Friday, December 29, 2017
It Looks Like The ePIP Program Has Created Quite A Few Unhappy Campers!
This appeared last week:
20 December 2017
General practice has lost a total of almost $11 million in e-health cash incentives since new requirements were introduced in 2016, the Department of Health has revealed.
The Practice Incentive Program (PIP) payments were linked to uploading My Health Record shared health summaries for 0.5% of patients every quarter - starting from the quarter ending July 2016.
However, health department figures show that of the 5000 practices registered for the so-called e-PIP, about 1,440 were asked to repay the funds in April, after falling short of the My Health Record requirements.
Although some practices appealed, about 1,170 had repaid an average of $9000 each by the end of November this year.
Melbourne GP Dr Igor Jakubowicz (pictured) told Australian Doctor his practice was asked to repay more than $22,000.
“We’re becoming unviable,” he said.
“Basically, the partner doctors have to bear it. Between this and the freeze we may just retire.”
The practice was one of about 400 that appealed against having to repay the incentives.
“It wasn’t for a lack of trying,” he said.
“Part of it was the IT provider and we couldn’t do much about that, even though it was an approved provider.”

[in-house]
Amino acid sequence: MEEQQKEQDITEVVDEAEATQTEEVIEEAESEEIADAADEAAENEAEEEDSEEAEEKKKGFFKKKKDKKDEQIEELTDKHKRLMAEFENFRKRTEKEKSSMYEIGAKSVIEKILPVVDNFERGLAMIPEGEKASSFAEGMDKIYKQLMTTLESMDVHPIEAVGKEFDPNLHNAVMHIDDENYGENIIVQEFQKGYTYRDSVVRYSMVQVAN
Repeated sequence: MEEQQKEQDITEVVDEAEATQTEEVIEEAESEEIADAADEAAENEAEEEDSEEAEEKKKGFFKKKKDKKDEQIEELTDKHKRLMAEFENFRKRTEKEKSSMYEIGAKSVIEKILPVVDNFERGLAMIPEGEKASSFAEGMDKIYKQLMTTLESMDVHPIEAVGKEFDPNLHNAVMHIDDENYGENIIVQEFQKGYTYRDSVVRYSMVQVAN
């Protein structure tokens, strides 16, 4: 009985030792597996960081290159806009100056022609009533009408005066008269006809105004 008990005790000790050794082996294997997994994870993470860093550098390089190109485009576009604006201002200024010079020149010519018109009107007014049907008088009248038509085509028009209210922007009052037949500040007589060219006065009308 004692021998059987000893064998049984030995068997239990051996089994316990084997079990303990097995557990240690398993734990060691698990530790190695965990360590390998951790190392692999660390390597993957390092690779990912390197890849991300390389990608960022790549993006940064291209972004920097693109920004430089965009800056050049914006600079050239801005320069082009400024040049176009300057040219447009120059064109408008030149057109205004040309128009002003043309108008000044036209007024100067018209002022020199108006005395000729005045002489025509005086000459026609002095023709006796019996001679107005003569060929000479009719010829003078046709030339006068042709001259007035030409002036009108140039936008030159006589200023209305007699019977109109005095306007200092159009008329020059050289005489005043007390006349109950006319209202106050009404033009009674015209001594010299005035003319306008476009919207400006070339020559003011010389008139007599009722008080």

According to the health department, the large number of appeals led to delays of several months, with practices waiting to hear if they would lose money or not.
After receiving an initial letter in April, Dr Jakubowicz waited more than six months before he was told practice’s appeal had been rejected.
Dr Jakubowicz said he had an interest in IT and wanted the My Health Record scheme to succeed but could not overcome the technical issues.
“There’s nine buttons to press and it can take two to three minutes to register patients, then sometimes it doesn’t go through.
Read all the successful and not successful appeal reasons in the rest of the article:
Love the comment about the nine buttons to press to register a patient.
It is amazing that 1/3 or so of GPs could not reach the required (very low) number of Shared Health Summary uploads.
Speaks volumes why we are being all forced to opt-out.
Looks like just more good money after bad is being spent and wasted to me.
Posted by Dr David G More MB PhD at Friday, December 29, 2017